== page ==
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Efforts however have been made by the Pope and Ecumenical Patriarch of Constantinople, amongst other Orthodox bishops, to restore unity, including a visit by Pope Benedict XVI to the Ecumenical Patriarchate of Constantinople in 2006.
 
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==See also==
 
==See also==
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* For the pre-Schism Orthodox Church of Rome, see [[Church of Rome]].
 
* [[Maronite Catholic Church]]
 
* [[Maronite Catholic Church]]
 
* [[Melkite Greek Church]]
 
* [[Melkite Greek Church]]
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*[http://www.myriobiblos.gr/texts/english/roman_church.htm The Schism of the Roman Church] – (Jοhn Ν. Karmiris) Myriobiblos Library, Church of Greece
 
*[http://www.myriobiblos.gr/texts/english/roman_church.htm The Schism of the Roman Church] – (Jοhn Ν. Karmiris) Myriobiblos Library, Church of Greece
 
*[http://www.oca.org/Docs.asp?ID=186&SID=12 Primacy theme of Catholic-Orthodox dialogue] - V Rev. [[Leonid Kishkovsky]]
 
*[http://www.oca.org/Docs.asp?ID=186&SID=12 Primacy theme of Catholic-Orthodox dialogue] - V Rev. [[Leonid Kishkovsky]]
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[[Category:Non-Orthodox]]
 
[[Category:Non-Orthodox]]
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[[ar:كنيسة الروم الكاثوليكي]]
 
[[ar:كنيسة الروم الكاثوليكي]]
 
[[es:Iglesia Católica Apostólica Romana]]
 
[[es:Iglesia Católica Apostólica Romana]]
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[[ro:Biserica Romano-Catolică]]

Latest revision as of 15:33, November 23, 2011

The term Catholic Church refers to those Churches (including the Eastern Catholic Churches and other non-Latin rite churches) in communion with the Bishop of Rome, the Pope. It arose in Western Europe, parts of Eastern Europe, and parts of the Middle East (particularly in the area of modern day Lebanon) after the Great Schism in 1054 A.D. In 1054 a schism between Rome and the other patriarchal sees resulted from widening differences between the Eastern and Western Churches. The cause of the schism was initially a dispute over papal authority and the soundness of theology surrounding the term filioque, a word which was interpolated by the Western Church to the Creed for use in its own liturgy without the consent of the Eastern bishops and contrary to the decision of the First Council of Epheseus (431). Nevertheless, the effects of the schism were not immediately felt everywhere, and it was only over time that the current complete lack of communion between the Eastern Orthodox Churches and Catholic Church became widespread.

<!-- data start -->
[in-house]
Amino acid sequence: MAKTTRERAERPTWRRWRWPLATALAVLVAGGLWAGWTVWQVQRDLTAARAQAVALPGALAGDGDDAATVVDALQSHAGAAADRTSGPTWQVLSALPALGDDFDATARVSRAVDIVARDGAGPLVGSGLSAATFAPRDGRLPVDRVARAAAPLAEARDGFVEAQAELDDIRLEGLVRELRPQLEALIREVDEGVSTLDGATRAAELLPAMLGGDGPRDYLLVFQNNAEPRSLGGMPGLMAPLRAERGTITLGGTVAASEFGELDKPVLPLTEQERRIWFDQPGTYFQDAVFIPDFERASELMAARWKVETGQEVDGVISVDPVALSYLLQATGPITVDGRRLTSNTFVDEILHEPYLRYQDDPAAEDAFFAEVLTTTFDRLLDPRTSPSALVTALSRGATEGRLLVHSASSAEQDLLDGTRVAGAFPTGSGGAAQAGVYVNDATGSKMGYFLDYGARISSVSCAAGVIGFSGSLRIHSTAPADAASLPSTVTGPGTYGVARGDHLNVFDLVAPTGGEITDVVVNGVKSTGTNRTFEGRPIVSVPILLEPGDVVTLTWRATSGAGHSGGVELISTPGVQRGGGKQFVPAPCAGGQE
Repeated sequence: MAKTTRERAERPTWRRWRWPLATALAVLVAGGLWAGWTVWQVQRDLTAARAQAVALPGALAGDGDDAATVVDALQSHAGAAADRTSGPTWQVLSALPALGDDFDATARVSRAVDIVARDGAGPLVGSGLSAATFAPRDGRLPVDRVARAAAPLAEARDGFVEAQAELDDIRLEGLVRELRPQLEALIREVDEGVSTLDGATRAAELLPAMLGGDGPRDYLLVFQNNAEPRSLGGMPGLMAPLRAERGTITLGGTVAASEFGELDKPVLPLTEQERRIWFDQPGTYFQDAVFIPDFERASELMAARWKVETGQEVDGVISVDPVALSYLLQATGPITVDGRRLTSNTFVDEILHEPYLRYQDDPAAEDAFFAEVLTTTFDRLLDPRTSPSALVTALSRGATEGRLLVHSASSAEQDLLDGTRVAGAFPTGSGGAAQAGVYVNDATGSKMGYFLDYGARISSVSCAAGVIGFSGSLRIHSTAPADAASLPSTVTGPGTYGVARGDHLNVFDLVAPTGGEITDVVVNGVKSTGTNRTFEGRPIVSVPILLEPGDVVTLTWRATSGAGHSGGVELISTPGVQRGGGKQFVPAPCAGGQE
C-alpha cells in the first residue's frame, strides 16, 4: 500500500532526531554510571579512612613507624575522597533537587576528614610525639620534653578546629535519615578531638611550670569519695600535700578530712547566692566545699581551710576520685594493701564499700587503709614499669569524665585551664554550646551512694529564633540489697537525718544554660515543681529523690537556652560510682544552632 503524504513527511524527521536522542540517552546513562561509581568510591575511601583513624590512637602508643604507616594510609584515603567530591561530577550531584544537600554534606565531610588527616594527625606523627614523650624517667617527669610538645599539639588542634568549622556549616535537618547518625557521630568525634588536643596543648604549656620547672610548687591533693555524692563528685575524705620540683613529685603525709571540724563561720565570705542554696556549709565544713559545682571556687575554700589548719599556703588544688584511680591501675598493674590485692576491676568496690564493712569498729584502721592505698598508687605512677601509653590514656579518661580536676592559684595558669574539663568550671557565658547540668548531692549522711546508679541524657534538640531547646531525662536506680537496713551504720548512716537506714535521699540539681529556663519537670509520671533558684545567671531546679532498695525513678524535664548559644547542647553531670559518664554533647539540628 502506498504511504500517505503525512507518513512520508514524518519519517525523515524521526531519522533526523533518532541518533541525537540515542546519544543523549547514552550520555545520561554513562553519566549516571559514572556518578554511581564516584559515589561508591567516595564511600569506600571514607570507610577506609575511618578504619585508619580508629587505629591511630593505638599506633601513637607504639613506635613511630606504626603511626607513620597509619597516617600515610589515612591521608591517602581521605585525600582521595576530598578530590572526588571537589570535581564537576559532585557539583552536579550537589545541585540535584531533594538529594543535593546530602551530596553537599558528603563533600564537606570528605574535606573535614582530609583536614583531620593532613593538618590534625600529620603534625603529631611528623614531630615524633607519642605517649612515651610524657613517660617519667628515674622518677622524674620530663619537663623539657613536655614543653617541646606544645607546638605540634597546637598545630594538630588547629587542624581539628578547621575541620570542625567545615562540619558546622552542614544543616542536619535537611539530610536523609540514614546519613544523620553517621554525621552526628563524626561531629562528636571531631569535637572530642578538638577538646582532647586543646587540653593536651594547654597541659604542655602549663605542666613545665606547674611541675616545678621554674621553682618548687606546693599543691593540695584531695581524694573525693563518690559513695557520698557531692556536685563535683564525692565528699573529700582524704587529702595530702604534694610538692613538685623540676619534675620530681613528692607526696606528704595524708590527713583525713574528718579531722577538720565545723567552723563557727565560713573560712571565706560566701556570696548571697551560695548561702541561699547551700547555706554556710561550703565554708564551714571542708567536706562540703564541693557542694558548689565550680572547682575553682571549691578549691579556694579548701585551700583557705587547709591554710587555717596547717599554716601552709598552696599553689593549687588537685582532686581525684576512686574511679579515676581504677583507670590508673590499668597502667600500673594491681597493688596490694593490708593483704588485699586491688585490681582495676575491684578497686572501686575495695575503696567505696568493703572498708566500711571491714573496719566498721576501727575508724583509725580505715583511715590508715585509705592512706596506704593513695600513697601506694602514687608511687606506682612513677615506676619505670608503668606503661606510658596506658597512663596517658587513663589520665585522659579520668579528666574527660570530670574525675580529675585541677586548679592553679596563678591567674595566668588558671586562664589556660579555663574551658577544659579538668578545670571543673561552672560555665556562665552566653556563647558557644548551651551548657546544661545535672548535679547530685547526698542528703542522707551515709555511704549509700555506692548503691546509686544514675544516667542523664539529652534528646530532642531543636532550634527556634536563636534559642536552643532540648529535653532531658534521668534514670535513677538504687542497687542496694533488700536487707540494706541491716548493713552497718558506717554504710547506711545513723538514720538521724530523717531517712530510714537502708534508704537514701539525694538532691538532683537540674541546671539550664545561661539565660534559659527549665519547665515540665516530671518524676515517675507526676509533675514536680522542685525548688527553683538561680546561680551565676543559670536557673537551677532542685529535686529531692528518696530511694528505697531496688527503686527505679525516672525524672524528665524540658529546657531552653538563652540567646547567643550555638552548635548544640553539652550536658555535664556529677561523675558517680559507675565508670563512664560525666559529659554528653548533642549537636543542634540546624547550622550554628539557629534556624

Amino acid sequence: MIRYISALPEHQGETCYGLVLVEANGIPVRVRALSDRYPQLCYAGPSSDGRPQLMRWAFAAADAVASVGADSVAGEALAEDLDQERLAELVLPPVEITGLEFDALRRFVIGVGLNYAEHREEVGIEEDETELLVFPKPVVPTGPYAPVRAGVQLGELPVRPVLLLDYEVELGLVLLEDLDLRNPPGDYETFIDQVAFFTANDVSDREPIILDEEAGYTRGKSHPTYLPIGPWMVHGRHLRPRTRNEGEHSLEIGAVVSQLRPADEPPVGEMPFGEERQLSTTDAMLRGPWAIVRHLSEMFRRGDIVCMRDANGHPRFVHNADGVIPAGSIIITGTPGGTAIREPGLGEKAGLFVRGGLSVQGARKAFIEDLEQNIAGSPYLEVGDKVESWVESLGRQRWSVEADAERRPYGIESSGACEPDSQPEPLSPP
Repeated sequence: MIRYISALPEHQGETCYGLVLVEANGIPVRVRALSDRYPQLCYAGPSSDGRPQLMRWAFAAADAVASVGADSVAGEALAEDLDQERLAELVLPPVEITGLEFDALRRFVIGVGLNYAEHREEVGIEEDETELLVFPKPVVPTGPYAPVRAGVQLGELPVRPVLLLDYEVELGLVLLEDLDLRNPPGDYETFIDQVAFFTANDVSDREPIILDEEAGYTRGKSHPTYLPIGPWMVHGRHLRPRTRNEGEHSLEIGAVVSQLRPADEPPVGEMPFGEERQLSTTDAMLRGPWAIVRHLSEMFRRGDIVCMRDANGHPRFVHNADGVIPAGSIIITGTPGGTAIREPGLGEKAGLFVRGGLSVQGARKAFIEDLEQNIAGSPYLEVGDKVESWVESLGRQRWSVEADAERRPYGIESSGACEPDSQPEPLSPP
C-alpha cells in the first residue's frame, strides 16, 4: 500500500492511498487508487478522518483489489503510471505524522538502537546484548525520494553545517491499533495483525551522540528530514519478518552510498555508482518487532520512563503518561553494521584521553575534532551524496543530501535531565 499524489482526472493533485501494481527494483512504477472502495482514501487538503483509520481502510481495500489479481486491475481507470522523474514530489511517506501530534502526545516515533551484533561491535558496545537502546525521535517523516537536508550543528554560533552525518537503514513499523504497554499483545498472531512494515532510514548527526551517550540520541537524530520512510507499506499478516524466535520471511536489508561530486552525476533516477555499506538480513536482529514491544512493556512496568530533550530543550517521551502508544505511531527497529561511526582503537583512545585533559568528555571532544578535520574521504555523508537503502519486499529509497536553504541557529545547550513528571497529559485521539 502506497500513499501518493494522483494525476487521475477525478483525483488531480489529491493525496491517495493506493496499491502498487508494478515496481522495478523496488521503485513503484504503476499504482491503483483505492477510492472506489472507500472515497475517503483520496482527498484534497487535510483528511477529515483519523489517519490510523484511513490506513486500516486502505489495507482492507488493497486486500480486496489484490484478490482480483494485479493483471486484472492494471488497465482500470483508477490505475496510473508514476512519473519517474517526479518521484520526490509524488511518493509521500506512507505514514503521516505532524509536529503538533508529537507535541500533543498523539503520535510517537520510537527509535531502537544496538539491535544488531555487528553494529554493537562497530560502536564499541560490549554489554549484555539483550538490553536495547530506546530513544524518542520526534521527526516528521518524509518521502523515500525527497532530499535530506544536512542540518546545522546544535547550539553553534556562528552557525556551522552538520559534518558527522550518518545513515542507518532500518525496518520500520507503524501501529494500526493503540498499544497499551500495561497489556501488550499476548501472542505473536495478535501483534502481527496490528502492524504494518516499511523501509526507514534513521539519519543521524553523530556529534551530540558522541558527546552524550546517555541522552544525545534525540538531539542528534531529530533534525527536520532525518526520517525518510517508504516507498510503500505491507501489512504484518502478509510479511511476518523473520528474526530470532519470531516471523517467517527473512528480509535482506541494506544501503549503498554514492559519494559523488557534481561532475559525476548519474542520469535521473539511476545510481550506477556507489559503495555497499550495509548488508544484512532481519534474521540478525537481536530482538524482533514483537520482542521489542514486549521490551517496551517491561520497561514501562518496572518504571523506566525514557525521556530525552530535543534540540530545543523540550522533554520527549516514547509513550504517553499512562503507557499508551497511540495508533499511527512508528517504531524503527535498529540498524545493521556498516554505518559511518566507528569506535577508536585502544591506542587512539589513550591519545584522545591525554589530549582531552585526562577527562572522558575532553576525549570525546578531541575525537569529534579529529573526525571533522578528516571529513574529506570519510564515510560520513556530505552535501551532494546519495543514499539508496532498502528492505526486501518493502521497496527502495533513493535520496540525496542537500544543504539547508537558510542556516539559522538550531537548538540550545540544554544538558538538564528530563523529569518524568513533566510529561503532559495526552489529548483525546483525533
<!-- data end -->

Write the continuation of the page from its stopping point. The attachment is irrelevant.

Today, the main differences between the Orthodox Church and the Roman Catholic Church continue to be the inclusion of filioque in the Creed and the scope of papal authority. Consequent to papal authority, however, the Roman Catholic Church has made pronouncements of doctrine since the Great Schism (such as Purgatory, the Immaculate Conception, original sin and papal infallibility), which are not sanctioned by the bishops of the Eastern Orthodox Churches. These pronouncements, and the theological understanding behind them, present another obstacle to the unity of the Catholic and Orthodox Churches.

Furthermore, most Orthodox also believe that there has developed a distinct difference in the therapeutic method (Nafpatkos, Illness and Cure of the Soul in the Orthodox Tradition). This difference is rooted in fundamentally different diagnoses of the human condition, including original sin, the fall, human nature, and finally the cure of the soul, which is sanctification or theosis.

Efforts however have been made by the Pope and Ecumenical Patriarch of Constantinople, amongst other Orthodox bishops, to restore unity, including a visit by Pope Benedict XVI to the Ecumenical Patriarchate of Constantinople in 2006.

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Contents

See also

Sources

  • Catechism of the Catholic Church - This is the new standard in Roman Catholic teaching, published with the intent to be the basis for local catechisms around the world.

External links

Orthodox Christians on Roman Catholicism